Mediation and Collaboration; A New Approach to Divorce
Although taking your divorce through the courts is still one way to divide your property and finalize the time share agreement of your children, there is a better solution for many families. Through mediation and collaboration you can come to a fair and agreed upon settlement that works for you. Although it’s not the perfect solution for every family, if you’re looking for a different way to separate and settle the matter, consider going through mediation or using collaborative law.
Most people have a good understanding of mediation. They meet together with a neutral third party who helps them each feel like they’ve come away with something they wanted or come to understand why the other party finds something to be important to them. Mediators can help with brainstorming ideas and keeping the two parties focused on their purpose rather than what split them apart in the first place.
What is Collaborative Law?
Collaborative law is less well known but its purpose is similar to mediation in that collaboration helps keep them out of the courtroom where a judge will make the final decision. Each party has their attorney for representation. However, before the process begins, each spouse agrees to openly disclose everything from financials to property as well as the issues they see in relation to the children. Whereas mediation is more of a compromise, collaboration’s goal is for both parties to walk away feeling like they’ve won.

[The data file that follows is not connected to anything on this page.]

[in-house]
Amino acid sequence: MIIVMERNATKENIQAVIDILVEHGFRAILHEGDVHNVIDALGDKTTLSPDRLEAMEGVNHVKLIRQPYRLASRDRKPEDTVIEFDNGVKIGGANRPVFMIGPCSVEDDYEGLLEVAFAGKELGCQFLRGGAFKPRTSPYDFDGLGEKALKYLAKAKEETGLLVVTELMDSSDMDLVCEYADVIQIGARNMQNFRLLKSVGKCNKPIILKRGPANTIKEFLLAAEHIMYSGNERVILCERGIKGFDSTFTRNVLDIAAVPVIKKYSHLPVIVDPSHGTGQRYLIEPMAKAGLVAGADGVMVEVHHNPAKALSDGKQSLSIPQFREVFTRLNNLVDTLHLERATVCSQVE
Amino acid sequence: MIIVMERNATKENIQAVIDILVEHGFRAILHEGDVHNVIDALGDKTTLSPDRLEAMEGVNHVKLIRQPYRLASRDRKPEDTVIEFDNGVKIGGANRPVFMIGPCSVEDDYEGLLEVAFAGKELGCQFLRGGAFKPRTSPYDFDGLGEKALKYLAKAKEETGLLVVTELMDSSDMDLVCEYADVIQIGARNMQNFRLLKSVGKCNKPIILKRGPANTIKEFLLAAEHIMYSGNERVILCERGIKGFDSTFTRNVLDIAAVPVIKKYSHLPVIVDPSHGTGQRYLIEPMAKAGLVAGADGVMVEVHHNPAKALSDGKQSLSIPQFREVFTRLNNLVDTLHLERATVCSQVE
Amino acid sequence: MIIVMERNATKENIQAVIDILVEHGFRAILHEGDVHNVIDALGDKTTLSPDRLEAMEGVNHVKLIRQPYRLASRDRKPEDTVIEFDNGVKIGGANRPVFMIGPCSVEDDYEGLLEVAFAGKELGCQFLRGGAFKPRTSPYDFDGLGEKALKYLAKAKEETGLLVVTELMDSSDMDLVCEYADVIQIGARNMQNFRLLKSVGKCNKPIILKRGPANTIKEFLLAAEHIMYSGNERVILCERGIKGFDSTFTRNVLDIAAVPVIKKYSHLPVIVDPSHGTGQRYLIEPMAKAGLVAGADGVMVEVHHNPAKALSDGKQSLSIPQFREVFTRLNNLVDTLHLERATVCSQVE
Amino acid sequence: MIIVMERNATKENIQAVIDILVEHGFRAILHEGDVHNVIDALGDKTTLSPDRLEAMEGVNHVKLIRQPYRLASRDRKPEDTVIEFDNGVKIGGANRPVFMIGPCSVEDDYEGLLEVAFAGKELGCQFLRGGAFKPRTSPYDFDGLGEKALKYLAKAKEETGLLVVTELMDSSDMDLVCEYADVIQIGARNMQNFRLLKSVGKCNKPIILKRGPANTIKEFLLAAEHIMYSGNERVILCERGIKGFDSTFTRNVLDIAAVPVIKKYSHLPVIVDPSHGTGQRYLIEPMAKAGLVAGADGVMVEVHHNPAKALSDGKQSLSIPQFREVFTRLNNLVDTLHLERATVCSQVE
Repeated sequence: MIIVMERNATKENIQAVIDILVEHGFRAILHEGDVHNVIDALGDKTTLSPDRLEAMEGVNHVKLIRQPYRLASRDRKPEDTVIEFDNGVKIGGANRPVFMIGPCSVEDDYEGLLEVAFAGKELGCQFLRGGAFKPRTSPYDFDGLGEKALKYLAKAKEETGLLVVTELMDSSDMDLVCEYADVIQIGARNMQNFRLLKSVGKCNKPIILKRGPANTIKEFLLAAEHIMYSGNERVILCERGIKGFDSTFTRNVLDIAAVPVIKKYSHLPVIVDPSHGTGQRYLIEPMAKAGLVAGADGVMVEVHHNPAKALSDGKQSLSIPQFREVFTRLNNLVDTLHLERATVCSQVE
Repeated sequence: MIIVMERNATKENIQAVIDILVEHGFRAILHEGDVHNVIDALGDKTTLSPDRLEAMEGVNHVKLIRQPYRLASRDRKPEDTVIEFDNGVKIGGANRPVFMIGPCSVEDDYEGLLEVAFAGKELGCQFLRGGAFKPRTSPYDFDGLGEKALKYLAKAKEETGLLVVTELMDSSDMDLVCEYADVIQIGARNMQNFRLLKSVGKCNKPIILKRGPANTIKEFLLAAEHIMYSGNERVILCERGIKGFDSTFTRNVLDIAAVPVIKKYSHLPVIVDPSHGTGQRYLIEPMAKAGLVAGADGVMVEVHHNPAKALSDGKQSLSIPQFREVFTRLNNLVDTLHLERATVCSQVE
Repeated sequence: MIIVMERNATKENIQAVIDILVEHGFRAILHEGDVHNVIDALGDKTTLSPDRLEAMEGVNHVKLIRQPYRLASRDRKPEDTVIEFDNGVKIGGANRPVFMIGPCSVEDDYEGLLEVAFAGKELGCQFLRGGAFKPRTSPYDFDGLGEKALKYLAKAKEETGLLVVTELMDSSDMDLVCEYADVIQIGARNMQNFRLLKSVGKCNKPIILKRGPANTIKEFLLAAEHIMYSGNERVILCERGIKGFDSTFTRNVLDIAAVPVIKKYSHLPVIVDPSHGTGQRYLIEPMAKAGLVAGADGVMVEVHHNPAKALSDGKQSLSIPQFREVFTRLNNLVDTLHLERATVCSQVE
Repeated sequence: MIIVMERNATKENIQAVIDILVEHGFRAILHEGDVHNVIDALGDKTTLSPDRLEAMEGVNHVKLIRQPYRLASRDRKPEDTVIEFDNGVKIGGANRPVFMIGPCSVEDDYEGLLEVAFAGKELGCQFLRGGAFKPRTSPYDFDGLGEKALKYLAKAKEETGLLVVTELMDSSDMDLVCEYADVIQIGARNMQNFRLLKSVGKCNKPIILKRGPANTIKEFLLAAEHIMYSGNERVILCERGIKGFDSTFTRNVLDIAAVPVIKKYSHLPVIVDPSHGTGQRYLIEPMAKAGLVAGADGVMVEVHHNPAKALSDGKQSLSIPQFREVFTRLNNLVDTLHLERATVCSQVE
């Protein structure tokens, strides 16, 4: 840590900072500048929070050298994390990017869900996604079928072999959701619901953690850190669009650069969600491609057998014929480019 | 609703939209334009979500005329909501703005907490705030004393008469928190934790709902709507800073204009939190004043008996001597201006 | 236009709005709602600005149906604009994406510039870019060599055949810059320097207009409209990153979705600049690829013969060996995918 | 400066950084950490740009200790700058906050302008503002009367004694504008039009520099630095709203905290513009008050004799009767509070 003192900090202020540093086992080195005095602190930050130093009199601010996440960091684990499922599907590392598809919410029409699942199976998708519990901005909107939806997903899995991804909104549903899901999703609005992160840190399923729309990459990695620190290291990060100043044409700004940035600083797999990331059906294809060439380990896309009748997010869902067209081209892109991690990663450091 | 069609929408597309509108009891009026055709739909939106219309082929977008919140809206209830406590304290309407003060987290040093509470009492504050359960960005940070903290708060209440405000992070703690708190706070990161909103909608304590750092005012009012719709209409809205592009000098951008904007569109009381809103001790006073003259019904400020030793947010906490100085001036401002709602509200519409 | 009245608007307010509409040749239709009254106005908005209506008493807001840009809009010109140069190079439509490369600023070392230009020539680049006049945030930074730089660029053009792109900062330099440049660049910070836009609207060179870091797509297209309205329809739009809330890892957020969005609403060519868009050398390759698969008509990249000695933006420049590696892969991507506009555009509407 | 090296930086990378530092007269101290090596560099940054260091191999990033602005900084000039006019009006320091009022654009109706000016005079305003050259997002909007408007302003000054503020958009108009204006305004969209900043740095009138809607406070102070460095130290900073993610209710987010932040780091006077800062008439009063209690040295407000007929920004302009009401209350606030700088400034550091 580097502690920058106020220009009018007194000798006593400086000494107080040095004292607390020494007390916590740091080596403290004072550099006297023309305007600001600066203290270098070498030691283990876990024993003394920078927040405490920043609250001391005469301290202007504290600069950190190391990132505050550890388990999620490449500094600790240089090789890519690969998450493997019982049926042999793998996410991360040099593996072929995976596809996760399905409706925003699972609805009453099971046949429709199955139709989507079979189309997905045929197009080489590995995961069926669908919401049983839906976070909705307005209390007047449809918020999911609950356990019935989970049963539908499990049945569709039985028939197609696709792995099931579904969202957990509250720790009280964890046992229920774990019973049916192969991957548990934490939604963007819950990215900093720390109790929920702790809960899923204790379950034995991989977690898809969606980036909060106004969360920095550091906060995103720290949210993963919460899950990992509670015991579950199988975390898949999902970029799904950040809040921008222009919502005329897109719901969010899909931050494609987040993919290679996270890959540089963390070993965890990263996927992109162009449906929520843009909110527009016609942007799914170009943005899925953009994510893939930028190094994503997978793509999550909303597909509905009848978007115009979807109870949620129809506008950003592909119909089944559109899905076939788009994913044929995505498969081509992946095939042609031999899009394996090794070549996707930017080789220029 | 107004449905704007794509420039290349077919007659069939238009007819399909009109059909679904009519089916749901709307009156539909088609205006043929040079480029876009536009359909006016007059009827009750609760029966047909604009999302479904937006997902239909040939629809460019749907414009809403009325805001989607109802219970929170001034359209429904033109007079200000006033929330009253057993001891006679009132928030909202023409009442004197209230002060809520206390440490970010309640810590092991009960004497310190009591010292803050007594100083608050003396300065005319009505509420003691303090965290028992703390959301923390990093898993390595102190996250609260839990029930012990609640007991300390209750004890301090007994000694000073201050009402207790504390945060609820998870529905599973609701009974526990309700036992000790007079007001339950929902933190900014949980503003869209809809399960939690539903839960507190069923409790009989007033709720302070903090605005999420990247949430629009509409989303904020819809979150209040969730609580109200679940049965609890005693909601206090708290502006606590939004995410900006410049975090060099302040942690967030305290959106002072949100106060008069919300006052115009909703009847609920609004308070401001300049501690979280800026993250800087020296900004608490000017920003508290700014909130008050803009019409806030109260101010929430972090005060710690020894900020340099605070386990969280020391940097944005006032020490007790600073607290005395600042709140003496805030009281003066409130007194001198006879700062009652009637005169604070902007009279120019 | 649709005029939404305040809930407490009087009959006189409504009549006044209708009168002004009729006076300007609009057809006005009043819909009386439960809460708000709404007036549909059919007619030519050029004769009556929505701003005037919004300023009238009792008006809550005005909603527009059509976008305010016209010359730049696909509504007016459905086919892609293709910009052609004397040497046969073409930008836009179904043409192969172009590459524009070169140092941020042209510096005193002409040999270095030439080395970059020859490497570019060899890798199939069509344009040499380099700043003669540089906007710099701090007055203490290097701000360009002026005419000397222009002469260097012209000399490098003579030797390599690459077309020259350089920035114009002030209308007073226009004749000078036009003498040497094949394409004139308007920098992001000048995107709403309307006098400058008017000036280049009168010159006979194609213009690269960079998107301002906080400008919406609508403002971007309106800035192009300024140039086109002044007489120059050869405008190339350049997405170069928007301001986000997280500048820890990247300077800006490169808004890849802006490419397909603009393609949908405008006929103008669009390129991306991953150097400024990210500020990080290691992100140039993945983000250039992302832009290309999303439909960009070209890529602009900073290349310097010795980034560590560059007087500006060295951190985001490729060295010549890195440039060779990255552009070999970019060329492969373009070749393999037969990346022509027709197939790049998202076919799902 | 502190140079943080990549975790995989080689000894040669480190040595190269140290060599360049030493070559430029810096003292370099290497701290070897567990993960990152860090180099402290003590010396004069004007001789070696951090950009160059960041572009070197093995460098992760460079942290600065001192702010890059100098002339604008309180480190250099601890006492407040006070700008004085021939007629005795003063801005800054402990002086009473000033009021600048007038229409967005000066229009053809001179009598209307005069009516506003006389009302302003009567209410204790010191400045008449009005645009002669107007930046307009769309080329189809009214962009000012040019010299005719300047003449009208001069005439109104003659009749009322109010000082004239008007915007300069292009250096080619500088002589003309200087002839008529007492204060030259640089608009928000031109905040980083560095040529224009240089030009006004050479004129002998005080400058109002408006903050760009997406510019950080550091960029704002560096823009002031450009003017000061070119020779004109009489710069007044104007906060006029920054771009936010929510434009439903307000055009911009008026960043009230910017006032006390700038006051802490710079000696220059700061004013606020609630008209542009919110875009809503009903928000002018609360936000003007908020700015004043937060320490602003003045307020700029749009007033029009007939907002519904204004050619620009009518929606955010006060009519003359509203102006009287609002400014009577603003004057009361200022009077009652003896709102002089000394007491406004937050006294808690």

Both collaboration and mediation give an alternative to the traditional courtroom setting for divorce. They both also work to protect the children from the harsh words often hurled in the process. Minimizing the effects of the divorce on your children should be a mutual goal. If you find it’s not possible for the other parent to agree to the best interests of your children, they may need a Guardian ad Litem.
Role of a Guardian ad Litem
A Guardian ad Litem (GAL) is appointed by the court to protect the children in a divorce situation. This specially trained person receives an order from the court that can be very narrow, like investigating the alcohol or drug abuse by one parent, or it could be broad in scope. The goal is to find a shared parenting situation that’s in the best interest of the child. They can take into consideration the age of the child, the living situation of each parent, the child’s relationship with each parent, and the parent’s ability to cooperate in a shared parenting situation.
If you’re facing divorce but don’t want to publicly air your issues in a courtroom, Wagstaff Law Offices can work with you to find the best solution for you and your children. We are here to make one of the most difficult times in your life a little easier. Call for your consultation today 727-584-8182.